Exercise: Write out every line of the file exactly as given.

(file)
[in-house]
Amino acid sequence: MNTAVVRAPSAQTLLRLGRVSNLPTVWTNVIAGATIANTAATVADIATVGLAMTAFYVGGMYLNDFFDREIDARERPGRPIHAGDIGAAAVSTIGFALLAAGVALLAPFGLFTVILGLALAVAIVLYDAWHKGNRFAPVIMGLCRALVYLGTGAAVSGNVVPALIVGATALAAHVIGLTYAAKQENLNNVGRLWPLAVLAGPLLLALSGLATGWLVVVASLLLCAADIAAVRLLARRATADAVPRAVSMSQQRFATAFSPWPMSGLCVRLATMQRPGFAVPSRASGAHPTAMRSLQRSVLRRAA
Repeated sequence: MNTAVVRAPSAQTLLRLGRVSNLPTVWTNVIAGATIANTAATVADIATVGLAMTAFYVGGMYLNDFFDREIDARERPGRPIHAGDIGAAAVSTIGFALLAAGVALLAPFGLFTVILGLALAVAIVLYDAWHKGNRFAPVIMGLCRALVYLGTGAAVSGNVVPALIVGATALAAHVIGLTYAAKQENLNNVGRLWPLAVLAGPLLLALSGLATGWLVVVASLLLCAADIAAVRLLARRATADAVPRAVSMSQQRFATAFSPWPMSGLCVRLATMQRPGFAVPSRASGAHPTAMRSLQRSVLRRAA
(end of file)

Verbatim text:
[in-house]
Amino acid sequence: MNTAVVRAPSAQTLLRLGRVSNLPTVWTNVIAGATIANTAATVADIATVGLAMTAFYVGGMYLNDFFDREIDARERPGRPIHAGDIGAAAVSTIGFALLAAGVALLAPFGLFTVILGLALAVAIVLYDAWHKGNRFAPVIMGLCRALVYLGTGAAVSGNVVPALIVGATALAAHVIGLTYAAKQENLNNVGRLWPLAVLAGPLLLALSGLATGWLVVVASLLLCAADIAAVRLLARRATADAVPRAVSMSQQRFATAFSPWPMSGLCVRLATMQRPGFAVPSRASGAHPTAMRSLQRSVLRRAA
Repeated sequence: MNTAVVRAPSAQTLLRLGRVSNLPTVWTNVIAGATIANTAATVADIATVGLAMTAFYVGGMYLNDFFDREIDARERPGRPIHAGDIGAAAVSTIGFALLAAGVALLAPFGLFTVILGLALAVAIVLYDAWHKGNRFAPVIMGLCRALVYLGTGAAVSGNVVPALIVGATALAAHVIGLTYAAKQENLNNVGRLWPLAVLAGPLLLALSGLATGWLVVVASLLLCAADIAAVRLLARRATADAVPRAVSMSQQRFATAFSPWPMSGLCVRLATMQRPGFAVPSRASGAHPTAMRSLQRSVLRRAA